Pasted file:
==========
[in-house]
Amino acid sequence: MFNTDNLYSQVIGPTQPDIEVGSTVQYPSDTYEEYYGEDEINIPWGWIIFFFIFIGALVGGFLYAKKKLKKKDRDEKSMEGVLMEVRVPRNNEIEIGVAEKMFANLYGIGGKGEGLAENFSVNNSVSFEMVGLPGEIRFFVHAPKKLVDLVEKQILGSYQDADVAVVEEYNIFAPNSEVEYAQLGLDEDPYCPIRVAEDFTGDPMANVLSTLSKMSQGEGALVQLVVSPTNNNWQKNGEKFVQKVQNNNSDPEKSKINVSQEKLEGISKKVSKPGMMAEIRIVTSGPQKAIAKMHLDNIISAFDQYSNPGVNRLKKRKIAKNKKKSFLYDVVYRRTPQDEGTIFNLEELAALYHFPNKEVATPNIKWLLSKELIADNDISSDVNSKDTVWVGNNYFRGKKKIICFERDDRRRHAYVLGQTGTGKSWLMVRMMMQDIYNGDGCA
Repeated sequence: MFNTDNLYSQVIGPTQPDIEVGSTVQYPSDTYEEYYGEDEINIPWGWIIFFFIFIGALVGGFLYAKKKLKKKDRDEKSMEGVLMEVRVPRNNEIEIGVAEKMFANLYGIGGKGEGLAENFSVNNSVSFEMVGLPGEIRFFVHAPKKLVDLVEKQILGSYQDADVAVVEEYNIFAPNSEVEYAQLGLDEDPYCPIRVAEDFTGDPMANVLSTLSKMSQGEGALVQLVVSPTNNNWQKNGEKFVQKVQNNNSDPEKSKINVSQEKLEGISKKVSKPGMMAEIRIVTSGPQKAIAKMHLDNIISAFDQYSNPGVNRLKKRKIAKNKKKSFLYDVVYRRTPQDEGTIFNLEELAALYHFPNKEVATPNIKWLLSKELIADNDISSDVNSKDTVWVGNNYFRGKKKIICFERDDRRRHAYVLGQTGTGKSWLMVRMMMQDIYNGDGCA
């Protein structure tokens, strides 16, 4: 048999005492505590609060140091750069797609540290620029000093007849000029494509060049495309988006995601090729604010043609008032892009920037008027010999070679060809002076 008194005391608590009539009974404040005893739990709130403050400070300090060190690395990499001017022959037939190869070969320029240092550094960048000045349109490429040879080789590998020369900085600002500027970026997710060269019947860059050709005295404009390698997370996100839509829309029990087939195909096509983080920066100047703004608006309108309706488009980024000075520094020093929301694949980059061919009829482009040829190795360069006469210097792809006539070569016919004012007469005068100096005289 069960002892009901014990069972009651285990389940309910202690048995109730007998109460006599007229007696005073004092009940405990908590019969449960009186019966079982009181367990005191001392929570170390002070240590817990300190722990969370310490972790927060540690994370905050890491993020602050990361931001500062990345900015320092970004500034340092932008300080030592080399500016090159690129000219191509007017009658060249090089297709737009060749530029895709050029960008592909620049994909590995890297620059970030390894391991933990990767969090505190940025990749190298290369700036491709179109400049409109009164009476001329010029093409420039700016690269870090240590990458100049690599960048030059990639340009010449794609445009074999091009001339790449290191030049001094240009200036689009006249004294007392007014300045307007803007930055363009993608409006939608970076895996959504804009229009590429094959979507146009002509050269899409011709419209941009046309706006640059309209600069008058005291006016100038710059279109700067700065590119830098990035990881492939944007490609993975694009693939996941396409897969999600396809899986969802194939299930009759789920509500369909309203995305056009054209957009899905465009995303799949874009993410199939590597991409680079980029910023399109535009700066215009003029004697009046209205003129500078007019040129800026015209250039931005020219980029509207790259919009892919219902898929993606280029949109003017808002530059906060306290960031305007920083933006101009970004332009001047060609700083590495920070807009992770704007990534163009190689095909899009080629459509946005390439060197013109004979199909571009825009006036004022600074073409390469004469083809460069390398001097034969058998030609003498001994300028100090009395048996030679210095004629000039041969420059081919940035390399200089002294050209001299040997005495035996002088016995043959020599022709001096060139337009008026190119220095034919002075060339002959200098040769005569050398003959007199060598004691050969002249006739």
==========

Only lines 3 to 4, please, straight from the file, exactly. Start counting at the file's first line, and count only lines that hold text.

Repeated sequence: MFNTDNLYSQVIGPTQPDIEVGSTVQYPSDTYEEYYGEDEINIPWGWIIFFFIFIGALVGGFLYAKKKLKKKDRDEKSMEGVLMEVRVPRNNEIEIGVAEKMFANLYGIGGKGEGLAENFSVNNSVSFEMVGLPGEIRFFVHAPKKLVDLVEKQILGSYQDADVAVVEEYNIFAPNSEVEYAQLGLDEDPYCPIRVAEDFTGDPMANVLSTLSKMSQGEGALVQLVVSPTNNNWQKNGEKFVQKVQNNNSDPEKSKINVSQEKLEGISKKVSKPGMMAEIRIVTSGPQKAIAKMHLDNIISAFDQYSNPGVNRLKKRKIAKNKKKSFLYDVVYRRTPQDEGTIFNLEELAALYHFPNKEVATPNIKWLLSKELIADNDISSDVNSKDTVWVGNNYFRGKKKIICFERDDRRRHAYVLGQTGTGKSWLMVRMMMQDIYNGDGCA
């Protein structure tokens, strides 16, 4: 048999005492505590609060140091750069797609540290620029000093007849000029494509060049495309988006995601090729604010043609008032892009920037008027010999070679060809002076 008194005391608590009539009974404040005893739990709130403050400070300090060190690395990499001017022959037939190869070969320029240092550094960048000045349109490429040879080789590998020369900085600002500027970026997710060269019947860059050709005295404009390698997370996100839509829309029990087939195909096509983080920066100047703004608006309108309706488009980024000075520094020093929301694949980059061919009829482009040829190795360069006469210097792809006539070569016919004012007469005068100096005289 069960002892009901014990069972009651285990389940309910202690048995109730007998109460006599007229007696005073004092009940405990908590019969449960009186019966079982009181367990005191001392929570170390002070240590817990300190722990969370310490972790927060540690994370905050890491993020602050990361931001500062990345900015320092970004500034340092932008300080030592080399500016090159690129000219191509007017009658060249090089297709737009060749530029895709050029960008592909620049994909590995890297620059970030390894391991933990990767969090505190940025990749190298290369700036491709179109400049409109009164009476001329010029093409420039700016690269870090240590990458100049690599960048030059990639340009010449794609445009074999091009001339790449290191030049001094240009200036689009006249004294007392007014300045307007803007930055363009993608409006939608970076895996959504804009229009590429094959979507146009002509050269899409011709419209941009046309706006640059309209600069008058005291006016100038710059279109700067700065590119830098990035990881492939944007490609993975694009693939996941396409897969999600396809899986969802194939299930009759789920509500369909309203995305056009054209957009899905465009995303799949874009993410199939590597991409680079980029910023399109535009700066215009003029004697009046209205003129500078007019040129800026015209250039931005020219980029509207790259919009892919219902898929993606280029949109003017808002530059906060306290960031305007920083933006101009970004332009001047060609700083590495920070807009992770704007990534163009190689095909899009080629459509946005390439060197013109004979199909571009825009006036004022600074073409390469004469083809460069390398001097034969058998030609003498001994300028100090009395048996030679210095004629000039041969420059081919940035390399200089002294050209001299040997005495035996002088016995043959020599022709001096060139337009008026190119220095034919002075060339002959200098040769005569050398003959007199060598004691050969002249006739």